Burning Man: mapping the field of ritual, part 2

Continuing our examination of Ronald Grimes’s mapping of rituals, from the second chapter of his Beginnings in ritual studies.

: Ritual objects :

What, and how many, objects are associated with the rite? … Of what materials are they made? … What is done with it?What skills were involved in its making?

This is an interesting aspect of 3 Old Men for me, since one of the aims in designing this ritual was to make it as simple as possible.  You may recall that my original idea involved three old guys in loincloths with staffs: next to nothing to transport or keep up with.  The addition of the labyrinth added a lot more cost and transportation issues, but our ritual objects are essentially the same: skirts and staffs.

Are the skirts ritual objects?  Skimming ahead in the chapter, I note that costume is an element of ritual identity.

So that leaves our staffs.  They too are part of the identity of the 3 Old Men, since they are part of the archetype of the Elder, our reclaimed masculine version of the Crone, but I think they are more than that.  I’m sure everyone remembers Gandalf’s claim at the doors of Meduseld that his staff was just an old man’s prop.  Just so: our staffs are our support, but like Gandalf’s staff they embody/symbolize our power as Elders.

The question of how they will be used is still to be determined.  I know that when we proceed around the labyrinth, I envision our staffs marking time as we move in unison.  It is probable that we will incorporate some kind of ritual/dance movement into our peripatesis using the staffs.  The agon involving the offer of struggle: will it involve the staff?  If not, then the laying by of the staff becomes ritualistic.

There is one more use of the staffs for which I’ve already planned: whatever other decoration there may be on them—and we haven’t decided even what they will be made of—there will be markings on them which will guide us in the actual laying out of the labyrinth.  That means there will be four staffs, not just three: laying them out in a square will give us the corners of the innermost octagon.  There is also a centerpoint and the width of the path marked to help lay out the positions of the stakes.  Sacred geometry, folks.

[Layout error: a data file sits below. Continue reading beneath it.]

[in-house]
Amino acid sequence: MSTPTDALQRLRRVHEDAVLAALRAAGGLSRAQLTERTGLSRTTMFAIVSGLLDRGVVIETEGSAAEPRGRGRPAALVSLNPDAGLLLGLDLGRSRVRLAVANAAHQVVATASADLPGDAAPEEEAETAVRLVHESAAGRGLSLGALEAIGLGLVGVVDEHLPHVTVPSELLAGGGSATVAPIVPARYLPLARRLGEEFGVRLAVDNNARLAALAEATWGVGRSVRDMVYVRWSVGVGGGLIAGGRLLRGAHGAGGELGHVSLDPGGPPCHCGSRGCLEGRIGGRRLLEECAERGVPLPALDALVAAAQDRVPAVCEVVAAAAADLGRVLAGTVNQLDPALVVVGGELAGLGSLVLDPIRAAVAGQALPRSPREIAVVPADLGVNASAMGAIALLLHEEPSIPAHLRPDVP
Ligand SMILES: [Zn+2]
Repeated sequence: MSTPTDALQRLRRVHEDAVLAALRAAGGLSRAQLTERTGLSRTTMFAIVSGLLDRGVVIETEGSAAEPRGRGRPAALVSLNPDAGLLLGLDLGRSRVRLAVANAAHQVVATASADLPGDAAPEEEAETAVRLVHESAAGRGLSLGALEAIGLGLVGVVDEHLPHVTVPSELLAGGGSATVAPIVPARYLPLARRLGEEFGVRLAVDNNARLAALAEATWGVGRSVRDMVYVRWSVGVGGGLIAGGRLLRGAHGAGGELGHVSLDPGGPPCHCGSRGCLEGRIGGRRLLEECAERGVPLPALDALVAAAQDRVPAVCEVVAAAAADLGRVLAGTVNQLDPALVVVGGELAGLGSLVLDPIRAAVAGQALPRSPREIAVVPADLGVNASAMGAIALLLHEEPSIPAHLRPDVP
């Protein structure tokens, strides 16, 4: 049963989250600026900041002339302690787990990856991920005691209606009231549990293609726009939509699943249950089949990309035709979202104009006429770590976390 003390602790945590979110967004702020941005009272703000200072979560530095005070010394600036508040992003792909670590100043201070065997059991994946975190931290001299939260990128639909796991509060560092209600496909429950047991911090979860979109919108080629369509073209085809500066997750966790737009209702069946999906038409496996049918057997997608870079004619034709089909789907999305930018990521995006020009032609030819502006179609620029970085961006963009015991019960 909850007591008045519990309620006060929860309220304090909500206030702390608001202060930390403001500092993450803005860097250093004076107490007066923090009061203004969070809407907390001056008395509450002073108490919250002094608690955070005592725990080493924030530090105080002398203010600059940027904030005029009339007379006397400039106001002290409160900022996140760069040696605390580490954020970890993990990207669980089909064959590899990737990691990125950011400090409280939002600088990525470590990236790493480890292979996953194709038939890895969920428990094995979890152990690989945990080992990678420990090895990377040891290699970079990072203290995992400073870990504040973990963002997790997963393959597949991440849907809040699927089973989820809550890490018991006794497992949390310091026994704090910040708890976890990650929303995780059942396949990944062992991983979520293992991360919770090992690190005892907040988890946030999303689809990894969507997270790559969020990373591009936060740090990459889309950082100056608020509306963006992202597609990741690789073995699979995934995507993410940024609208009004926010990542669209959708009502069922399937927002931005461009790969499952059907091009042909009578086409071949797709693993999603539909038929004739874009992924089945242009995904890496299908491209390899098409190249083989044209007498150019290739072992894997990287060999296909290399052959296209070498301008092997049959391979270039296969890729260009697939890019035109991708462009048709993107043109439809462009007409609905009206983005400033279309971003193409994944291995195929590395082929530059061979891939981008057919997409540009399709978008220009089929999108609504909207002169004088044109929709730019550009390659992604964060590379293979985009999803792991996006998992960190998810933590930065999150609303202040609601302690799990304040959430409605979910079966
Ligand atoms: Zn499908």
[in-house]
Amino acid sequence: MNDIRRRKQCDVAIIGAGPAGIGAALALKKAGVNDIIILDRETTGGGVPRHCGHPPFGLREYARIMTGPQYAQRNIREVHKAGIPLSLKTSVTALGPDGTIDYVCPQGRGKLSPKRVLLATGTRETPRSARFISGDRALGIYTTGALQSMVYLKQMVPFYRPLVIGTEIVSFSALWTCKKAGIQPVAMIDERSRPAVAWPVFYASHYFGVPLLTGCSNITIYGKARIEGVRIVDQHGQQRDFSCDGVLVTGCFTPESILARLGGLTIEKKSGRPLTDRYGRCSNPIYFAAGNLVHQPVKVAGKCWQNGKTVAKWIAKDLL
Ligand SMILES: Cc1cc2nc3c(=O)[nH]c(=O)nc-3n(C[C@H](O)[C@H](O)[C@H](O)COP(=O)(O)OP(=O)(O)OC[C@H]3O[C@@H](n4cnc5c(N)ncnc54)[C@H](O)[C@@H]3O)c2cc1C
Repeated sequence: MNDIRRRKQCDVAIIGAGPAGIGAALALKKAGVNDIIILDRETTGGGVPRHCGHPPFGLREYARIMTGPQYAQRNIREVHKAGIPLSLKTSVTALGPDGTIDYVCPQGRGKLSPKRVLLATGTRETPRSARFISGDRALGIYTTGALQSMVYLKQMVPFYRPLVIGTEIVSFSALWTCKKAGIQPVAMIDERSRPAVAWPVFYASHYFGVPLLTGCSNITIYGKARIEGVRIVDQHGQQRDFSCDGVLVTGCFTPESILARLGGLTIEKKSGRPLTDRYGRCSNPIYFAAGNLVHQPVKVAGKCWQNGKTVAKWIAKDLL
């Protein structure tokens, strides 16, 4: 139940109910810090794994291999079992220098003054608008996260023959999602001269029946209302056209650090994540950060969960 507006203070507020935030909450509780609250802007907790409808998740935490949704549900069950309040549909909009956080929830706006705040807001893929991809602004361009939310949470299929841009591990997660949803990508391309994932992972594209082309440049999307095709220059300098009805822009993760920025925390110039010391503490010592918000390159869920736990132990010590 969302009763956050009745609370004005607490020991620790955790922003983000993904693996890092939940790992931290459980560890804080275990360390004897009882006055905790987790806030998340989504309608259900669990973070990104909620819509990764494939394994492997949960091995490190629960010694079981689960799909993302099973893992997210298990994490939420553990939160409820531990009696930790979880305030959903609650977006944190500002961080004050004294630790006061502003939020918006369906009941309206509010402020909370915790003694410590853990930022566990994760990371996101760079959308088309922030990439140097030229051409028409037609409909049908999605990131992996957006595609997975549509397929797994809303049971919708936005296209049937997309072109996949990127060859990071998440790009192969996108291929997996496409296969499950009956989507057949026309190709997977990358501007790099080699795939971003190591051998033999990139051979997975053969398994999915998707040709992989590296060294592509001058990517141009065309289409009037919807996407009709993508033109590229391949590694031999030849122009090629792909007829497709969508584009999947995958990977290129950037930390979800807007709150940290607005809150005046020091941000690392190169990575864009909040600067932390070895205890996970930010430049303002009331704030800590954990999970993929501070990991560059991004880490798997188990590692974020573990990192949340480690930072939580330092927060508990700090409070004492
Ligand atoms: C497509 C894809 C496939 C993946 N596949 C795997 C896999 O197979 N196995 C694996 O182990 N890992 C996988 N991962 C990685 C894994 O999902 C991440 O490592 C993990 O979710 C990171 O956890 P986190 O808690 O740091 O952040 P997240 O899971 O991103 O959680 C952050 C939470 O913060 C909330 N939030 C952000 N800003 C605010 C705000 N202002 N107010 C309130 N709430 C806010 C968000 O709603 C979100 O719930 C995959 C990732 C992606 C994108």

There are other objects that keep floating into the plan but which I keep rejecting.  I would love to add small stands at each entrance, beside which the Old Men would stand, each with one of the four elements: a bowl of water, a bowl of earth, a brazier of fire, a bell or smudge stick (for air).  Participants could use those as they see fit, either before entering or upon their exit.  The problem with the stands is severalfold: transportation issues, of course, and stabilization issues.  The winds are fierce on the Playa; everything has to be staked and tied down, and there is—as I understand it—a prohibition on campfires, tiki torches, etc., so the brazier would be problematic.  Perhaps if the 3 Old Men have a longer life with the regional Burns, the stands can make an appearance.

: Ritual time :

At what time of day does the ritual occur—night, dawn, dusk, midday?  What other concurrent activities happen that might supplement or compete with it?  … At what season?  Does it always happen at this time? Is it a one-time affair or a recurring one? … How does ritual time coincide or conflict with ordinary times, for instance work time or sleeping time? … What is the duration of the rite?  Does it have phases, interludes, or breaks?  How long is necessary to prepare for it?  … What elements are repeated within the duration of the rite?  Does the rite taper off or end abruptly? … What role does age play in the content and officiating of the rite?

Again we are dealing with two overlapping rituals, the Grand Ritual of Burning Man itself and the inner ritual of 3 Old Men.  Naturally, the grand ritual takes place at the same time every year, with its separate questions of preparation, etc.  Interestingly, you might think that the grand ritual of the Festival ends abruptly: burn the Man and go home, but it is not nearly that clear cut.  These days the Man burns on Saturday night.  Many people then leave on Sunday, but many also stay for the burning of the Temple on Sunday night, which has become an equally important part of the grand ritual.  (That is our plan.)  And when you think about it, even those singular high points in the grand ritual don’t have a clear ending: thousands gather for what is essentially a big bonfire.  Who decides when a bonfire is over?

For the 3 Old Men, these questions have not been answered.  In fact, despite Grimes’s warning that his proposed map is not to be taken as a checklist, I think that they provide us a useful guide in deciding how to complete our plans for the labyrinth.  Will this be a daily event?  At what time of day will we take up our positions as officiants?  (Conversations with veteran Burners suggest that dusk is our best bet.)  How long will we remain stationed?  How will we decide when it is time for peripatesis?  How will we decide when it’s time to stop?  If we are able to add to our troupe so that we have back-up Old Men—which I think would be awesome—how do we effect the ‘changing of the guard’?

Even the question of the age of the officiants is not firmly answered: at least one of our hopeful participants, i.e., needs a ticket, is not an old man at all and in fact will probably be quite disgustingly fit by the time August rolls around.  Can a 30-something don the skirt and staff?  A question of ritual identity we will need to examine.

 Tomorrow: ritual identity

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